16 Dec 2014

25 Subtly-Crafted Marketing Questions To Get B2B Clients Results

You know when you get notified of a new 'list post' publication, you get that blanket of dread envelope you? Especially a post about marketing that purports 'new ideas'?

Well, when Mr Jingles rang for this post from Jay Baer on Google+, I felt that familiar "oh, no, not another 'pointing out the bloody obvious' post" ghost settle around my shoulders.

I should have known better.

Jay's meteoric rise to the very summit of social media mountain hasn't happened by regurgitating crap and simply putting his name, his brand on it.

Like the below Listly list of questions marketing agencies should ask their B2B clients, Jay's knowledge fills a gap. A gap, to be fair, that few acknowledged even existed.

If they did, they kept that insight closer to their chests than a prile of threes.

Not so with Jay's new social marketing steamroller of a concept.

Marketing Budget has to be a consideration

In an ideal world, it would be grand to take on board every aspect of this savvy marketing strategy. But let's be realistic: to accomplish all these tasks, you'd need a dedicated team working your content marketing 24/7. Adopting all of these tactics on a tight budget isn't an option, no matter how much automation your throw at it.

Just last week, we were trying to talk one of our clients around to adapting content curation as part of our service. As it stands, he firmly believes in broadcasting his companies' messages based on what he believes is suitable content. It's old school and, in our opinion, doesn't deliver best bang for his buck. But he's adamant.

With little room for engaging left over once our social bookmarking template has been implemented, we're between a rock and a hard place when it comes to recording results. Analytics only give you a part of the picture. It doesn't show the gratitude or human interaction that analytics cannot unearth.

On the thread on G+, I've asked Jay what he does when faced with budgeting restrictions. As a marketer, we instinctively know what's good for brand building. Heck, we've done our own and know the pitfalls.

How do you 'convince and convert' naysayers or those on tight budgets?

What we cannot do is hold a shotgun to our clients' heads and tell them not to expect results if they don't implement strategies a, b and c. They are the paymaster and sometimes no amount of persuasion will break their habits.

Take a good look at this list of questions Jay asks his clients, as much to get an idea of where they are as where he and his team want them to be. Then ask yourself how you'd convince a client that they need to spend accordingly to reap the benefits of social media marketing done right. It's a tough ask, but I'd love to hear what you've got to say.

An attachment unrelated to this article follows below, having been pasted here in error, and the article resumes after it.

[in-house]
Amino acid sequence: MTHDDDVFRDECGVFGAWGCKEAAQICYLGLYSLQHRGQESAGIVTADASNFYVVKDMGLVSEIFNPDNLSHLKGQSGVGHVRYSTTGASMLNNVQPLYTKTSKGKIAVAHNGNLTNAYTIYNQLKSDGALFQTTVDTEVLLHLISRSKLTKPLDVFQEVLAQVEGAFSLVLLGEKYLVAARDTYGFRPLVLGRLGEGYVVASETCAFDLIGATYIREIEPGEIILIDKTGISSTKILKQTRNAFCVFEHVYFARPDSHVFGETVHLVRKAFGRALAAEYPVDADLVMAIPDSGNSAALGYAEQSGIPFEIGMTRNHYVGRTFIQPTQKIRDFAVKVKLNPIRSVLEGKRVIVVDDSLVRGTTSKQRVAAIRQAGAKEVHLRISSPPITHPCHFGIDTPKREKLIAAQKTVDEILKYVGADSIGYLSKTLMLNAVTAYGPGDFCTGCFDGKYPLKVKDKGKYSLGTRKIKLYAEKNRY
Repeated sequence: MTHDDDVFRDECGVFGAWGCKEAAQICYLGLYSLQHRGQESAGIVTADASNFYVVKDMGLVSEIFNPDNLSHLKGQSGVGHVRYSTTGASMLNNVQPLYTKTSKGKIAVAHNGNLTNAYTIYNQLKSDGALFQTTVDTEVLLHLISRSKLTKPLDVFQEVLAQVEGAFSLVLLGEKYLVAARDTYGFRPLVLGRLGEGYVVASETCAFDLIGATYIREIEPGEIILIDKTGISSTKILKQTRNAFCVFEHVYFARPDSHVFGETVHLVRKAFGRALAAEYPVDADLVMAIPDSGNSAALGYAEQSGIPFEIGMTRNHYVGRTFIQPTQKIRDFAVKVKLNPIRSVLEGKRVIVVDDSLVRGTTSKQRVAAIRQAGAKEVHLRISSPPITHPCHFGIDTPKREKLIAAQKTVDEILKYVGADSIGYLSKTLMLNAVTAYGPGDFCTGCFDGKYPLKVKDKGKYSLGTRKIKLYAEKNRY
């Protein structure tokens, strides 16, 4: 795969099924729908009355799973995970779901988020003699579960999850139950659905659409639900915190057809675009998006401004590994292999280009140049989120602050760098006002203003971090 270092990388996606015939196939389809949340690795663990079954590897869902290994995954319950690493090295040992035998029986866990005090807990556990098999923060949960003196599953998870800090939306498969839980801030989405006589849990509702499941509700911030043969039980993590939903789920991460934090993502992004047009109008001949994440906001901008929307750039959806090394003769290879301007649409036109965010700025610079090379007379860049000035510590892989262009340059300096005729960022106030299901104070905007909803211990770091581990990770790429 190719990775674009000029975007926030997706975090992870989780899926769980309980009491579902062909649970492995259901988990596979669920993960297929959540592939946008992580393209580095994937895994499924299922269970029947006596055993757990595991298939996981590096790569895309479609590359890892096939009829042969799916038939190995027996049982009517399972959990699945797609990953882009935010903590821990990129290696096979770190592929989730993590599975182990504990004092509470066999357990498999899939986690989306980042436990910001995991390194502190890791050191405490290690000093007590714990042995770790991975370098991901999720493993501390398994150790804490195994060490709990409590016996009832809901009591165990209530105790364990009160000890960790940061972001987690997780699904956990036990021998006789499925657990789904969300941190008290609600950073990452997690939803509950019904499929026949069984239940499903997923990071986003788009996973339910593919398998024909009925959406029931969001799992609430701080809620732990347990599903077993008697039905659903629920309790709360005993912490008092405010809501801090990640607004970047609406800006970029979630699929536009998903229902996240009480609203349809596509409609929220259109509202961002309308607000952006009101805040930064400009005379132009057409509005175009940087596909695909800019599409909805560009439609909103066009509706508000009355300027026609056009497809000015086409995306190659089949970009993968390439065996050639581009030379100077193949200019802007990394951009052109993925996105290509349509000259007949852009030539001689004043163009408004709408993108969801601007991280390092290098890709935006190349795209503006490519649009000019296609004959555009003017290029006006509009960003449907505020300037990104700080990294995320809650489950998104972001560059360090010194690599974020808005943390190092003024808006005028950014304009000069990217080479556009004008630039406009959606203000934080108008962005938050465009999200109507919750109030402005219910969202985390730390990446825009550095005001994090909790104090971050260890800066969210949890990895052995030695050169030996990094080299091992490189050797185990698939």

Are you writing for the click-thru or organic search?

There are two very different motivators for clicking through to read a piece of content. On social, you have to draw the audience in with a clickable headline. For organic search, it's subtly different.

Trustflow is a major factor for ranking your website. And it's a two way street. When Google renders your page in SERPs, it's put to the test:

  • How many click-thrus are there compared to impressions?
  • Do people bounce from your page because the title/meta-description doesn't quite hit the mark?
  • Do they go on and share your content? What reaction does that get?

Jay references two tools to check whether you're content is hitting the mark with your audience:

  1. Inbound Writer - you can request a demo;
  2. Atomic Reach - this is the link to the web app, but you can pay for your own software.

Both give you an idea of how on target your copywriting is, in its structure, clarity and focus. We use similar programs, but our focus is on organic search.

Given the semantic web's fast-evolving reality, we use Alchemy API. This shows the concepts, taxonomy, keywords and sentiment of your document.

It also shows relations - this is an area many copywriters overlook. But in a world where Google is joining the dots, making sure Google knows how one entity relates to another is imperative for organic reach.

We also use a clarity - or NLP - app. It's called Hemingway and is the cornerstone of making your content crystal clear. There's a web app, but for $7, it's well worth downloading to your desktop.

You can see how we put these to use in our Semantic X-Ray Slideshare. It's fascinating to see how making your content fluff-free and focused can make a huge difference to what Googlebot understands about your content. Let us know how you get on? Awesome!


image credit: David Castillo Dominici, FreeDigitalPhotos.net